'Hidden Frontier' Brings Gay Characters Out of HidingBy Michelle
June 18, 2006 - 2:50 AM
Though the Star Trek franchise has never had an openly gay character in one of its series or movies, the fan series Star Trek: Hidden Frontier has decided to make that quest for diversity a reality.
Producer Rob Caves told AfterElton that as a fan and a gay man, the lack of gay characters was surprising to him given the show's interest in contemporary social issues. Though Star Trek: The Next Generation did a metaphoric episode, "The Outcast", about a character condemned on a planet of androgynes for having a gender orientation, and although Deep Space Nine featured a kiss between two women in "Rejoined" - and although fan fiction writers have speculated for many years about the sexuality of established characters - there has never been even a background character in Paramount's onscreen Star Trek adventures who was gay or lesbian.
"Star Trek was about pushing social issues into a science fiction context, and not shying away from uncomfortable topics," said Caves, whose Hidden Frontier has a love triangle among three male characters. "It was an important decision for me to address something that was personal to me. It was also at a time when gay people were often portrayed in stereotypes. I wanted to show a future where gay was not an issue anymore.”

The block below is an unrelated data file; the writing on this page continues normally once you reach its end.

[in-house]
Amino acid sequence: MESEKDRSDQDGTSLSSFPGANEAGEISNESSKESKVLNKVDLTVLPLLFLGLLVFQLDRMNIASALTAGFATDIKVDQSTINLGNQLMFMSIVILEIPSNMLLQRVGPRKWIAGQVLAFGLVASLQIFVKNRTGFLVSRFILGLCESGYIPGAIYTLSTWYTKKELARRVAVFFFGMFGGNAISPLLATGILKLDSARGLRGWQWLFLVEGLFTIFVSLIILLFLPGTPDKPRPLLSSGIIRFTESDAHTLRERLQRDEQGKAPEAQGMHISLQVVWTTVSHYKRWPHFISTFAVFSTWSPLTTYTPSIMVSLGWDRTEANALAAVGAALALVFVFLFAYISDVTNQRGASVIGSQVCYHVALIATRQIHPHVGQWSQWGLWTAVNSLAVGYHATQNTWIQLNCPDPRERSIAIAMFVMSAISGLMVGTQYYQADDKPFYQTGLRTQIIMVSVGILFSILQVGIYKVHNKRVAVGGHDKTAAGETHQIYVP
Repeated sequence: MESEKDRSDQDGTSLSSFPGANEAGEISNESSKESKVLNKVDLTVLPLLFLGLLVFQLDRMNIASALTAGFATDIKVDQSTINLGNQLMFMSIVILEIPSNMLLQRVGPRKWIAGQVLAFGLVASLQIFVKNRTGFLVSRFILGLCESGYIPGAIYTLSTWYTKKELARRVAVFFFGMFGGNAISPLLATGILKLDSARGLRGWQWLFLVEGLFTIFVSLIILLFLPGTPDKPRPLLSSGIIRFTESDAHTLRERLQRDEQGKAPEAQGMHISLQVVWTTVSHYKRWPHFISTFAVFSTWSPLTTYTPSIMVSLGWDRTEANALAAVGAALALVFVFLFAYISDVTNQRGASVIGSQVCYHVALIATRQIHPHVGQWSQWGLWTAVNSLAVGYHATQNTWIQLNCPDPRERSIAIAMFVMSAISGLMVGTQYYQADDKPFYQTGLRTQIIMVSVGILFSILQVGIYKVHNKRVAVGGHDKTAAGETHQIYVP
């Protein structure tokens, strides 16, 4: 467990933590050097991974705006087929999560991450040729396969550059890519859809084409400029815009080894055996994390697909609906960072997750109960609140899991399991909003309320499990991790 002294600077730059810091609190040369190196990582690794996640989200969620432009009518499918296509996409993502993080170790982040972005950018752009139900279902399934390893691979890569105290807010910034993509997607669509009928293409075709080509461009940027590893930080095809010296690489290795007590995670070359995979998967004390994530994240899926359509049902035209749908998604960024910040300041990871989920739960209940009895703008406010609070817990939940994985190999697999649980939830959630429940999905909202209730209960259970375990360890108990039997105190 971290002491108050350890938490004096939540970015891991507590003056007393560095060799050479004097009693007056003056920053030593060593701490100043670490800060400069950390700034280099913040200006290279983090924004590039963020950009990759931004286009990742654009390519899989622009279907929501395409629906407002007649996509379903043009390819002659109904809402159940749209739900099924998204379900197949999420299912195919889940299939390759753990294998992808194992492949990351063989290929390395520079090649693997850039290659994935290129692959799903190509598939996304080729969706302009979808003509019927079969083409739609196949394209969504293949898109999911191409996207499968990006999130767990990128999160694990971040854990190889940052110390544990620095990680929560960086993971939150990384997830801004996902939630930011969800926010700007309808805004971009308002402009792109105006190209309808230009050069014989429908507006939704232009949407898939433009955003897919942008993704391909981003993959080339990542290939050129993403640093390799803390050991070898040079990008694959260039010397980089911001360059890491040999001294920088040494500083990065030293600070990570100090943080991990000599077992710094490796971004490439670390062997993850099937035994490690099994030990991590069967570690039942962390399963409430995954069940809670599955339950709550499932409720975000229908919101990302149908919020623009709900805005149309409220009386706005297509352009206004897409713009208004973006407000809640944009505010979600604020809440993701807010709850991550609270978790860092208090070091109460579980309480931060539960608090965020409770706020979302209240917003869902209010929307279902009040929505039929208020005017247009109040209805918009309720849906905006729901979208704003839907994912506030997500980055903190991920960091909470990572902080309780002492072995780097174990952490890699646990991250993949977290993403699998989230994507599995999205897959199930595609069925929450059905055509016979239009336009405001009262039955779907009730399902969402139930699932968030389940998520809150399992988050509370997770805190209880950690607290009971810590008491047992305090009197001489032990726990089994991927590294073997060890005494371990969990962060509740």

Caves said that while the GBLT community has been extremely supportive, he gets mail protesting the inclusion of gay characters as well. Sometimes the reasoning has to do with religion - though Roddenberry's vision of the future was wholly secular - while sometimes fans protest that gays don't exist on Star Trek, "that we're a threat to values and at worst, we're somehow corrupting Star Trek fans."
The producers hope that fans watching "will shape their thinking around the idea that these characters are just people. People in and out of relationships. Not gay, not straight, just people." He has been concerned that Hidden Frontier might be singled out for a cease-and-desist order from Paramount, which thus far has allowed series like this one and Star Trek: New Voyages to continue to produce episodes so long as they make no profits.
"I'd like to think they've seen that we've been careful and tactful with the subject matter and that has helped keep us safe," noted Caves, who said he believed that the target demographic audience of young (presumably heterosexual) men has been a reason for the studio to stay away from gay-themed episodes. "It doesn't help their business to do a story with gay characters, and at worst, it might even hurt. I think once you accept the fact that media is a business, it's a lot easier to see why they would be hesitant to do a gay kiss."
Still, Caves thinks that the exploration of certain characters would have been improved by gay storylines on television, such as Garak and Bashir's friendship. "Jake Sisko had so little to do in DS9, making him gay would have given the character more interest. Coming out in season 5 or 6 might have worked for him...it does have the power to change hearts and minds about accepting gays as people, and not viewing them as second class citizens."